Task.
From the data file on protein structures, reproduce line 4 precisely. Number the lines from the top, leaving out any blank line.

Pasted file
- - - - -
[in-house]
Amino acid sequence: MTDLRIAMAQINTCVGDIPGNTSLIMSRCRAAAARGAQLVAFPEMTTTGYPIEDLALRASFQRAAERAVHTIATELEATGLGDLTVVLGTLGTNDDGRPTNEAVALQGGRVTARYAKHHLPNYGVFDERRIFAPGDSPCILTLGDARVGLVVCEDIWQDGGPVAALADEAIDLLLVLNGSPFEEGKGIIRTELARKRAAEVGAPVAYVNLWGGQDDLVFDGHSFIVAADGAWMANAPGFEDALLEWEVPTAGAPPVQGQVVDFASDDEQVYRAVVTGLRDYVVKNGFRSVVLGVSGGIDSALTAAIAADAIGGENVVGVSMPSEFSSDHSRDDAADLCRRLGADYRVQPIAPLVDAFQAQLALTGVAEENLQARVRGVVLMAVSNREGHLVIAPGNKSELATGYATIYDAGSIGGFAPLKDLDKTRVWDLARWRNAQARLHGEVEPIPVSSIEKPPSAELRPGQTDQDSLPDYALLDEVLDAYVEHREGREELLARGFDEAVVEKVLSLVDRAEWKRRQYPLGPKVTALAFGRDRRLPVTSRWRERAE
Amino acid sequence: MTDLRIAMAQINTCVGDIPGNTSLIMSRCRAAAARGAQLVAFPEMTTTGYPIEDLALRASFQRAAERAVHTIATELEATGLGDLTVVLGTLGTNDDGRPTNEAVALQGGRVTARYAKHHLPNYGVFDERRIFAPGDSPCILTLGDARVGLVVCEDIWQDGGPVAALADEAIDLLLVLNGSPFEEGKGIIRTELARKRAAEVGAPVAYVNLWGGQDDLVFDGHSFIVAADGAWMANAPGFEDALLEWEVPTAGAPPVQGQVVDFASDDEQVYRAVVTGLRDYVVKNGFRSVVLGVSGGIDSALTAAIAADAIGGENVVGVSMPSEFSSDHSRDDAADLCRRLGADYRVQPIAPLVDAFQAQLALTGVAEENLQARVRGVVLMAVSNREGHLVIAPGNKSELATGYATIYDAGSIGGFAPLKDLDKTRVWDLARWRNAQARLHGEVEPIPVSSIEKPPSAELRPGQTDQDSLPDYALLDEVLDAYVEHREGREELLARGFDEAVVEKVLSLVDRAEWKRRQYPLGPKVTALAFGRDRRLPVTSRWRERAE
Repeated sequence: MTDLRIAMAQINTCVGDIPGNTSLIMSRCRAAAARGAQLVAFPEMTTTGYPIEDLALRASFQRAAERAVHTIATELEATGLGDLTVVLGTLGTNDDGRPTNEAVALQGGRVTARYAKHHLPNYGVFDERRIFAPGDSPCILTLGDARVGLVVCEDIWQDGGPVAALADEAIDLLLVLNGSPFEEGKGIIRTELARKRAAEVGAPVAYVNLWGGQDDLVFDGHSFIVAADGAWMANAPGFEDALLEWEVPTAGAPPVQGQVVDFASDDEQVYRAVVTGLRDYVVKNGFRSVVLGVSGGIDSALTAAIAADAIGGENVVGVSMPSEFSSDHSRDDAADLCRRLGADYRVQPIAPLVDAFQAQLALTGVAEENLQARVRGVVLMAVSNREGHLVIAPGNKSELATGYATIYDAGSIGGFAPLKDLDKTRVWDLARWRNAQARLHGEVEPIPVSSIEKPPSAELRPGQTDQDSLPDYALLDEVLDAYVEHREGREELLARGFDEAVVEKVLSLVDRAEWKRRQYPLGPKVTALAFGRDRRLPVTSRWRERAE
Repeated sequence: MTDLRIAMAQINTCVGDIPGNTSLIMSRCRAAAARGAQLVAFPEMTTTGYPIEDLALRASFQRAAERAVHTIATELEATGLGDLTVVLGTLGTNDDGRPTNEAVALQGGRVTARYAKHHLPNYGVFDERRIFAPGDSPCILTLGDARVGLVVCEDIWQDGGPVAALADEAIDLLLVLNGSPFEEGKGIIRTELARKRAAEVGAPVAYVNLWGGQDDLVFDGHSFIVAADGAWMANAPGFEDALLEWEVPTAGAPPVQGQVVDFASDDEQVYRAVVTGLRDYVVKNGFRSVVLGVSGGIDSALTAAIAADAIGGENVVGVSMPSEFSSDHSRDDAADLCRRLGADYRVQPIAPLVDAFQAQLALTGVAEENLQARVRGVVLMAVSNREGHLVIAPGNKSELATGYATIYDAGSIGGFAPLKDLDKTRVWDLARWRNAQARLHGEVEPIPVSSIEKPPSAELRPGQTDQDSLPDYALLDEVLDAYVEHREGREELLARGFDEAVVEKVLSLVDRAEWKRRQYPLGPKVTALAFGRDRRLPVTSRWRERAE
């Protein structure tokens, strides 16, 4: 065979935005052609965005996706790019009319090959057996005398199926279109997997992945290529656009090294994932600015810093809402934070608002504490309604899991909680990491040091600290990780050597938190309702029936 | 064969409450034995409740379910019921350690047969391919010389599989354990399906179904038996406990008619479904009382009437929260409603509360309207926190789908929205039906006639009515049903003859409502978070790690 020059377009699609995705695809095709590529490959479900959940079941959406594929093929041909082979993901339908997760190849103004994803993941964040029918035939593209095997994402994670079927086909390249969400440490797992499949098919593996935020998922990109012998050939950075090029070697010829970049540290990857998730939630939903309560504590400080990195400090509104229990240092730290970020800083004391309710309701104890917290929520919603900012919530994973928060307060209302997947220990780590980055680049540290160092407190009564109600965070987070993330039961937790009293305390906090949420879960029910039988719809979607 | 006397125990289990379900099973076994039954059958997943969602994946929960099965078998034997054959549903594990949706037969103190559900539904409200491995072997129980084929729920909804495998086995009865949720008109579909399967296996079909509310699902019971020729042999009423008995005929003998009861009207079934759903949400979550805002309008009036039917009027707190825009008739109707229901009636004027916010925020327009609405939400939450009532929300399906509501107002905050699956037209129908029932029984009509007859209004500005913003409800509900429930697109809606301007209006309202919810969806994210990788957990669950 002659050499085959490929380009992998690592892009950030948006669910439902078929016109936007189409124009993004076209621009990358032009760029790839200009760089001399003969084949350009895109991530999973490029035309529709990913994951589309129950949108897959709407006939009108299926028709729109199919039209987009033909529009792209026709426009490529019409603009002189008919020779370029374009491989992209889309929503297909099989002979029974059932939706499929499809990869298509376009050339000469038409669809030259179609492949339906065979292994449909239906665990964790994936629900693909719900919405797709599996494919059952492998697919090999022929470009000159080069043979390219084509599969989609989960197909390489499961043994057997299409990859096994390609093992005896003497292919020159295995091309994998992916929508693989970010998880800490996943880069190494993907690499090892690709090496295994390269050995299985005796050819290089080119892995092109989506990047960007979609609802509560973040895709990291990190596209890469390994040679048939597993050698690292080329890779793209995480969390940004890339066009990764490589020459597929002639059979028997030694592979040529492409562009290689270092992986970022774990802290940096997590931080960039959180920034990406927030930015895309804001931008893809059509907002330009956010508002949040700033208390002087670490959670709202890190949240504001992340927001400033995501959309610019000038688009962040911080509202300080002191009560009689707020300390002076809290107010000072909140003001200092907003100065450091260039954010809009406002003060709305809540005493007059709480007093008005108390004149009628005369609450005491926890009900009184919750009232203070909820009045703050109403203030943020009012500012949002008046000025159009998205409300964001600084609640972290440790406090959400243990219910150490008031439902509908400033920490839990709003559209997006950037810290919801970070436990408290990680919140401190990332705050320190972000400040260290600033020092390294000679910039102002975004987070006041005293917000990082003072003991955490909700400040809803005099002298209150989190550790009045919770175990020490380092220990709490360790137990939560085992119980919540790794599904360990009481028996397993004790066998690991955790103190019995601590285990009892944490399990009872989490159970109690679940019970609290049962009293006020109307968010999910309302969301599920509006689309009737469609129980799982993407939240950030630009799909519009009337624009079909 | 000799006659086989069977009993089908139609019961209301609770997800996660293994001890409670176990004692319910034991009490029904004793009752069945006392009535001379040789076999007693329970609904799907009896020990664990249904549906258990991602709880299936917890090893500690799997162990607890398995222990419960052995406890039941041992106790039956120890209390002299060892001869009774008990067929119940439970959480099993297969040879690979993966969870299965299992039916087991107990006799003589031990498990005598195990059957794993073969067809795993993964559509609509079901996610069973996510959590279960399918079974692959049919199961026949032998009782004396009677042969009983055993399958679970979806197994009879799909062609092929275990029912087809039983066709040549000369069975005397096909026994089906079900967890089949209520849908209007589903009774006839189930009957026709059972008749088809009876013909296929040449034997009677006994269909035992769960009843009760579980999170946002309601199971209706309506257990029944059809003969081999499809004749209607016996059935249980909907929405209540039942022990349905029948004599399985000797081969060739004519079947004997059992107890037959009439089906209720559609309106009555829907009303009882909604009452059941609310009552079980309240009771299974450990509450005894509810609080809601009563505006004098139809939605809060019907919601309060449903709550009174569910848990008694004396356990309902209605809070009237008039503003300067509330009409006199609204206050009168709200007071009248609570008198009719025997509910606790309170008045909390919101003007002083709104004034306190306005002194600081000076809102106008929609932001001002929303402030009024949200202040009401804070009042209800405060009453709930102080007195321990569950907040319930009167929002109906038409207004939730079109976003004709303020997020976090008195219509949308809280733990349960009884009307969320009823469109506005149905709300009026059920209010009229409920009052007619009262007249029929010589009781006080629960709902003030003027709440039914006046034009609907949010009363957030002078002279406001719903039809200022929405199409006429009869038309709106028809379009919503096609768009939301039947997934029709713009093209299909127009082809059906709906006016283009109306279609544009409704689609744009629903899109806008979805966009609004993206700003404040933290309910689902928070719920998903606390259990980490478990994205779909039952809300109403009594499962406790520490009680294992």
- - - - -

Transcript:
Repeated sequence: MTDLRIAMAQINTCVGDIPGNTSLIMSRCRAAAARGAQLVAFPEMTTTGYPIEDLALRASFQRAAERAVHTIATELEATGLGDLTVVLGTLGTNDDGRPTNEAVALQGGRVTARYAKHHLPNYGVFDERRIFAPGDSPCILTLGDARVGLVVCEDIWQDGGPVAALADEAIDLLLVLNGSPFEEGKGIIRTELARKRAAEVGAPVAYVNLWGGQDDLVFDGHSFIVAADGAWMANAPGFEDALLEWEVPTAGAPPVQGQVVDFASDDEQVYRAVVTGLRDYVVKNGFRSVVLGVSGGIDSALTAAIAADAIGGENVVGVSMPSEFSSDHSRDDAADLCRRLGADYRVQPIAPLVDAFQAQLALTGVAEENLQARVRGVVLMAVSNREGHLVIAPGNKSELATGYATIYDAGSIGGFAPLKDLDKTRVWDLARWRNAQARLHGEVEPIPVSSIEKPPSAELRPGQTDQDSLPDYALLDEVLDAYVEHREGREELLARGFDEAVVEKVLSLVDRAEWKRRQYPLGPKVTALAFGRDRRLPVTSRWRERAE